Three of Terry's best works fit into a sort of impromptu trilogy, outlining the influence of fantasy on the human condition through youth, middle age, and the golden years. Time Bandits introduced what would become Gilliam's cinematic staples: a troupe of utterly flawed and odd heroes waging war against the forces of normalcy and absolute evil. Brazil followed as one of Gilliam's more universally acclaimed films--laying in the punches with a story set in an Orwellian future, it also had the benefit of a more Americanized cast to sell on the audiences. Despite the shower of accolades, Gilliam was back to his old tricks some four years later, when he unleashed The Adventures of Baron Munchausen on the world--a bizarre tale about an obscure German folk hero, and possibly one of the best movies you've never seen.

As with the mannerisms of the man himself, Gilliam's movies take on an unrepentant beauty in the early going. You know that you're in for a treat from the first few minutes of Baron Munchausen: thousands of Turkish soldiers bombarding the walls of an unnamed European city with cannonballs and bodies flying, against the inset introduction of "The 18th Century: The Age of Reason".

A moment later, the inset changes. Against the belching of smoke, fire, bullets, debris, and the carnage of man's suffering, it simply reads... "Wednesday". And so it begins.

In an effort to distract the citizenry from the horrors of the impending Turkish invasion, the local theater troupe has appropriated itself into a production of "The Adventures of Baron Munchausen", a play outlining the amazing adventures of the principle character and his manservants. Within moments, the entire show has been crashed and ruined by a decrepit lunatic claiming to be the real Baron Munchausen--although the general disgust shown to this rhetoric by the adults is understandable, young Sally Salt is intrigued enough to tag along in the old man's wake. No time is wasted in reinforcing her curiosity; within moments, she's chased off the grim reaper and stood by in slack-jawed shock as this Munchausen rides a mortar shell through the midnight sky, then catches a cannonball in a returning trajectory.

Desperate for any sort of aid in their bleakest hour, the citizens of the doomed city manage to convince Munchausen, be he the genuine article or not, to be their champion against the Turkish battalions. With Sally riding shotgun, the Baron sets off to collect the members of his scattered gang: Berthold, who can outrun the wind itself and must wear heavy leg irons at all times to keep his powerful legs under control; Adolphus, whose superhuman eyesight affords him incredible abilities with a rifle; Albrecht, a mountain of a man whose ability to lift the entire treasury of the Turkish Empire may or may not have led to the current military conflict depending on who you believe; and lastly, Gustavus, whose incredible hearing is overshadowed by his ability to level entire armies with a well-placed breath.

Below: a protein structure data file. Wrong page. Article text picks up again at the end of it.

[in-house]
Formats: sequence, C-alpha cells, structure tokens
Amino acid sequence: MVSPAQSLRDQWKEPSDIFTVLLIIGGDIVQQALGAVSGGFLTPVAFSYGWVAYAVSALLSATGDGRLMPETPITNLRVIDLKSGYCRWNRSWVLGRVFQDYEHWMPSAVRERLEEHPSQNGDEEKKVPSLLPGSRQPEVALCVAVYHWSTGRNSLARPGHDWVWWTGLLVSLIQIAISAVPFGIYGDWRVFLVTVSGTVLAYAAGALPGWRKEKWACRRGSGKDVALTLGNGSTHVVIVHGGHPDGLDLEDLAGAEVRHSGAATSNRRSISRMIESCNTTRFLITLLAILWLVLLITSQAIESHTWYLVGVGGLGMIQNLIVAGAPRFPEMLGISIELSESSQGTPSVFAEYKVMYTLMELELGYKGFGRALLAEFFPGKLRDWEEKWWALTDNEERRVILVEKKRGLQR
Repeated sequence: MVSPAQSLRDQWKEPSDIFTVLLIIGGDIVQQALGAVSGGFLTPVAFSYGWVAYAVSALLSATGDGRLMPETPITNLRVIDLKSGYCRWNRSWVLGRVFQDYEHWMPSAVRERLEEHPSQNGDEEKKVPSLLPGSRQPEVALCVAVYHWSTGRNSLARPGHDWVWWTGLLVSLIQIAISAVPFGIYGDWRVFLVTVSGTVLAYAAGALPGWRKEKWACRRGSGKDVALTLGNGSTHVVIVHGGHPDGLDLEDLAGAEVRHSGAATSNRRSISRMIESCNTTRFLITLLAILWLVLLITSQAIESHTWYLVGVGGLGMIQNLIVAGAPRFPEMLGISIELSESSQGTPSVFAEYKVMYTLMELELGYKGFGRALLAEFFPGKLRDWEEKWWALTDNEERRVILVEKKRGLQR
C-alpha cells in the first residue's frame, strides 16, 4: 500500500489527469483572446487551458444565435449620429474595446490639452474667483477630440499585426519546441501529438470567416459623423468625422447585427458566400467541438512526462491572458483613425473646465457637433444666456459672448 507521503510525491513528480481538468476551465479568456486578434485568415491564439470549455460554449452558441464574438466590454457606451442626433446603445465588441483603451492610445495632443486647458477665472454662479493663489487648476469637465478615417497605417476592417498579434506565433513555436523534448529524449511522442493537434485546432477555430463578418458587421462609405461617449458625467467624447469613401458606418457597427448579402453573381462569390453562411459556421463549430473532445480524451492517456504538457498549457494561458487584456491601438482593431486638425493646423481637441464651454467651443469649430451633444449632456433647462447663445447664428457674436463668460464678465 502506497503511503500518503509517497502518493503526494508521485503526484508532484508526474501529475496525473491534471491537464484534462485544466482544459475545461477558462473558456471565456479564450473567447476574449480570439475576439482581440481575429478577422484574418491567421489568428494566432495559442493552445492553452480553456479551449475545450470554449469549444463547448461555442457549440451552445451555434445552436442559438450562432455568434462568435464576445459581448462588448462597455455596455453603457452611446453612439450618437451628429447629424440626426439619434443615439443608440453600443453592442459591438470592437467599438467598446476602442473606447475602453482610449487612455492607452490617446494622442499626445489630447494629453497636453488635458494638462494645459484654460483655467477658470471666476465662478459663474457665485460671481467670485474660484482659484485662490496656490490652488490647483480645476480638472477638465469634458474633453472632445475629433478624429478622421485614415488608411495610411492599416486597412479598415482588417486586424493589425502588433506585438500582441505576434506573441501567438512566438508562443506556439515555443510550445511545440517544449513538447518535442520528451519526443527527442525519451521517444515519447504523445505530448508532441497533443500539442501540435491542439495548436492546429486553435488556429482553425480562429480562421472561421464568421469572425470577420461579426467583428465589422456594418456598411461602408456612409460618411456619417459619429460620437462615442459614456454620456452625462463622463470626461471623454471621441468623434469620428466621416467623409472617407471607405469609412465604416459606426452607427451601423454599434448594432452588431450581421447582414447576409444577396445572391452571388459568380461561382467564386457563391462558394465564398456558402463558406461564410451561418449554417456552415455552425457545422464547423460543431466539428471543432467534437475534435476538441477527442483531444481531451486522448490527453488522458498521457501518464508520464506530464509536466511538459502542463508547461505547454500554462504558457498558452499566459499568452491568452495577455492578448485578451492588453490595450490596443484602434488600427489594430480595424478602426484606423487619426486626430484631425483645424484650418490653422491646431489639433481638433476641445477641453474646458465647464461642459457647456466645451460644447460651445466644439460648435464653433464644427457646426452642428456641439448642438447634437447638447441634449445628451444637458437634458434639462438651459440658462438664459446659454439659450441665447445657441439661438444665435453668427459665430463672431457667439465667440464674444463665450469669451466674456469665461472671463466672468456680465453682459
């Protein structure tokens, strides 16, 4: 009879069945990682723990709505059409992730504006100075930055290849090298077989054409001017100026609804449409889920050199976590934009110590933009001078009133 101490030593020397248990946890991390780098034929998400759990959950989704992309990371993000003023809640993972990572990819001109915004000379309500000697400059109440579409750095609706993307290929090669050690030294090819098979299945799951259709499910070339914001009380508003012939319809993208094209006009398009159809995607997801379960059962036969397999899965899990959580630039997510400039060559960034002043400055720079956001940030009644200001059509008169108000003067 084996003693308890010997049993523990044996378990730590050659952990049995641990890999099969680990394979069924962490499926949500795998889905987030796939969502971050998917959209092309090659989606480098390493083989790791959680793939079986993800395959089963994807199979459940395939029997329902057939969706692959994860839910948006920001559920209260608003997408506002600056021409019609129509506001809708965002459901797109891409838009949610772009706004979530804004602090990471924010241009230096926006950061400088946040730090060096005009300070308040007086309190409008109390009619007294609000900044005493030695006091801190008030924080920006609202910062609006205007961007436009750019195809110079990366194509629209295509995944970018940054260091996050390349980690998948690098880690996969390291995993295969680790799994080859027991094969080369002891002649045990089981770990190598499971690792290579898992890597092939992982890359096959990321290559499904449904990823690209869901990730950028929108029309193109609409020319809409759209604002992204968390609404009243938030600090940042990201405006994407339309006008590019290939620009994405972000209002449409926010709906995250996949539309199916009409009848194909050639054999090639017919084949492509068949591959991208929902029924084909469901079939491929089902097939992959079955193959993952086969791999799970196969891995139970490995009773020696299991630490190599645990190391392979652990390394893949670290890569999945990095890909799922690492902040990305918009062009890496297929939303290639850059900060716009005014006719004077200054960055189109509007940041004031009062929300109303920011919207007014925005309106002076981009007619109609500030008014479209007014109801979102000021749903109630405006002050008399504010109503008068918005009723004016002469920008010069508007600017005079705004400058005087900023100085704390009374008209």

Mel and Jenkies at Home.

Munchausen's quest is aptly titled. An adventure in every sense of the word, the Baron and his young tagalong ride an airship to the moon, plummet to the core of a volcano, sink into the belly of a monstrous fish and still manage to save the day--all brought to life in Gilliam's utterly indomitable style and scathing wit. No mistake can be made despite the epic scope and then-inflated budget of the picture.. despite all the goodies at his fingertips, Gilliam never lets the visual grandeur overshadow the strength of the fantastic narrative, no matter how incredible the locale'. Constructed before the advent of computer animation, the effect elements of the film are nothing short of artwork. Gilliam pulls off some impossible shots amidst some amicably cheesy effects, and ensures that every frame of film is packed with as much organic life as possible. From the shredded tatters of the town under siege to the tip of the moon, from the coolest Angel of Death ever captured on the oversized screen (Barely edging Top Hat from Lance Mungia's Six-String Samurai) to the emergence of Venus on a half-open shell, no drop of brilliance goes unsqueezed into the proceedings.


As ingenious as Gilliam's mechanics are, he also knows the strength of any story worth telling relies on the players. As with his other works, this motley crew pops on every applicable cylinder. John Neville, a name of the British and Canadian stage, cranks out an inspired performance in the title role. His Munchausen makes the effortless transition between dashing gentleman and cantankerous old bastard without ever losing firm grip of the Baron's utter disregard for the rules and regulations of reality--he's a man out of any sort of logic, and Neville's characterization is worthy of building a movie of this magnitude on. Jonathan Pryce paints up the evil side of things as the Right Ordinary Horatio Jackson, a self-professed man of science and reason whose utter disdain for Munchausen's antics is tangible with every word mangled by an unidentifiable accent. Sarah Polley, the little girl who grew into young disillusioned Hollywood, has enough tenacity to pull Sally's role out of the realm of kiddy obnoxiousness. Eric Idle also pitches in some fine comic timing as Berthold, and by far makes the most memorable impression of Munchausen's manservants. The late, great Oliver Reed also devours some of the flick's best lines as the forge god Vulcan, here a lovestruck hothead who can't overcome an impasse with his union of cycloptic employees. Robin Williams also ravages an otherwise downplayed role as the King of the Moon, not only blowing up the role to scene-stealing proportions, but also reminding us all when his kinetic comedy was crisp... before the Millennium Man fall.

If he really knew everything, then he never would have made "What Dreams May Come"

As with anything worth falling in love with, the Adventures of Baron Munchausen isn't for everyone. The frenetic visuals and gonzo story details are enough to send any IKEA-shopping motherfucker scrambling for safety, but that's exactly why this movie is required viewing for any lunatic fringe geek: in a society where everything's tailored to the masses, it's nice to have something weird enough to call your own. Munchausen is sheer bliss for anyone scratching a pencil tip to paper, banging out a script on a weary keyboard or creating something from the heart in obscurity. Just push play, and let the creation do the talking.